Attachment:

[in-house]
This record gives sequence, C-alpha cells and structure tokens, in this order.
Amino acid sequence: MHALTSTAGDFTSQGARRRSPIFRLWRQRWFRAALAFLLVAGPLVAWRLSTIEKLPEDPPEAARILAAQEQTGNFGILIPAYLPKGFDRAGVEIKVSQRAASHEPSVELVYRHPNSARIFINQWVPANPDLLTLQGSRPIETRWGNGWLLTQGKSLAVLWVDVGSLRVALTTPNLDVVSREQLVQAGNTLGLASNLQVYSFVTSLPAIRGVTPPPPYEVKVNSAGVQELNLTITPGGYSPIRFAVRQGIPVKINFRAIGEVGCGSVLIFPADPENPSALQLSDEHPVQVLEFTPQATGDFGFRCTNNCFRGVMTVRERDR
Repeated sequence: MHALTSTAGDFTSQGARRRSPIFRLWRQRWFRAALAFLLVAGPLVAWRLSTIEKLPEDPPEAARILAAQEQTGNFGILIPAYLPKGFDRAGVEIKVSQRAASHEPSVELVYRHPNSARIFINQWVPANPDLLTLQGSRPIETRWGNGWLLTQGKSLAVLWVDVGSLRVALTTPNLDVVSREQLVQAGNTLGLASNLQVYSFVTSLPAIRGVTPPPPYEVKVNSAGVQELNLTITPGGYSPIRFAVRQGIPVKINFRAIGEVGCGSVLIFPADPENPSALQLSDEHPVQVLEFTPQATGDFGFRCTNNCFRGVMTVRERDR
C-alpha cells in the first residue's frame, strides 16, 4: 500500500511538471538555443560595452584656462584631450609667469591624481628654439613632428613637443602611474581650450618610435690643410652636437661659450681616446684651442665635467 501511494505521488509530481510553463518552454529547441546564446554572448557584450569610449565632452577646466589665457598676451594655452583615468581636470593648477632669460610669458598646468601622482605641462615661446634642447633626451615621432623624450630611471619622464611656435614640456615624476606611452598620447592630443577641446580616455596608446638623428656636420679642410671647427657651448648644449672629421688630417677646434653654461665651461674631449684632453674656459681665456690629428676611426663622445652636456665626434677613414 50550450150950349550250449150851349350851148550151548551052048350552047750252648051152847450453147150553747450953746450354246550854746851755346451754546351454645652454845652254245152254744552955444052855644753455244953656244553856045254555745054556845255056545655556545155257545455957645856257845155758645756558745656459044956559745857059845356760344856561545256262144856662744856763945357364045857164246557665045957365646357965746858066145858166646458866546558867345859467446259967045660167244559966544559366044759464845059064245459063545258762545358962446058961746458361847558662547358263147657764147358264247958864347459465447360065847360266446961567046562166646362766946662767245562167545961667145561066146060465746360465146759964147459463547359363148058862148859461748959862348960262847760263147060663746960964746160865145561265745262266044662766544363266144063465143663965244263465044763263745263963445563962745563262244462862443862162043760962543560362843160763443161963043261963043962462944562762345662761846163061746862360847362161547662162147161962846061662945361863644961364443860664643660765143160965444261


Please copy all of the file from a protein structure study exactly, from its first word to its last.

[in-house]
This record gives sequence, C-alpha cells and structure tokens, in this order.
Amino acid sequence: MHALTSTAGDFTSQGARRRSPIFRLWRQRWFRAALAFLLVAGPLVAWRLSTIEKLPEDPPEAARILAAQEQTGNFGILIPAYLPKGFDRAGVEIKVSQRAASHEPSVELVYRHPNSARIFINQWVPANPDLLTLQGSRPIETRWGNGWLLTQGKSLAVLWVDVGSLRVALTTPNLDVVSREQLVQAGNTLGLASNLQVYSFVTSLPAIRGVTPPPPYEVKVNSAGVQELNLTITPGGYSPIRFAVRQGIPVKINFRAIGEVGCGSVLIFPADPENPSALQLSDEHPVQVLEFTPQATGDFGFRCTNNCFRGVMTVRERDR
Repeated sequence: MHALTSTAGDFTSQGARRRSPIFRLWRQRWFRAALAFLLVAGPLVAWRLSTIEKLPEDPPEAARILAAQEQTGNFGILIPAYLPKGFDRAGVEIKVSQRAASHEPSVELVYRHPNSARIFINQWVPANPDLLTLQGSRPIETRWGNGWLLTQGKSLAVLWVDVGSLRVALTTPNLDVVSREQLVQAGNTLGLASNLQVYSFVTSLPAIRGVTPPPPYEVKVNSAGVQELNLTITPGGYSPIRFAVRQGIPVKINFRAIGEVGCGSVLIFPADPENPSALQLSDEHPVQVLEFTPQATGDFGFRCTNNCFRGVMTVRERDR
C-alpha cells in the first residue's frame, strides 16, 4: 500500500511538471538555443560595452584656462584631450609667469591624481628654439613632428613637443602611474581650450618610435690643410652636437661659450681616446684651442665635467 501511494505521488509530481510553463518552454529547441546564446554572448557584450569610449565632452577646466589665457598676451594655452583615468581636470593648477632669460610669458598646468601622482605641462615661446634642447633626451615621432623624450630611471619622464611656435614640456615624476606611452598620447592630443577641446580616455596608446638623428656636420679642410671647427657651448648644449672629421688630417677646434653654461665651461674631449684632453674656459681665456690629428676611426663622445652636456665626434677613414 50550450150950349550250449150851349350851148550151548551052048350552047750252648051152847450453147150553747450953746450354246550854746851755346451754546351454645652454845652254245152254744552955444052855644753455244953656244553856045254555745054556845255056545655556545155257545455957645856257845155758645756558745656459044956559745857059845356760344856561545256262144856662744856763945357364045857164246557665045957365646357965746858066145858166646458866546558867345859467446259967045660167244559966544559366044759464845059064245459063545258762545358962446058961746458361847558662547358263147657764147358264247958864347459465447360065847360266446961567046562166646362766946662767245562167545961667145561066146060465746360465146759964147459463547359363148058862148859461748959862348960262847760263147060663746960964746160865145561265745262266044662766544363266144063465143663965244263465044763263745263963445563962745563262244462862443862162043760962543560362843160763443161963043261963043962462944562762345662761846163061746862360847362161547662162147161962846061662945361863644961364443860664643660765143160965444261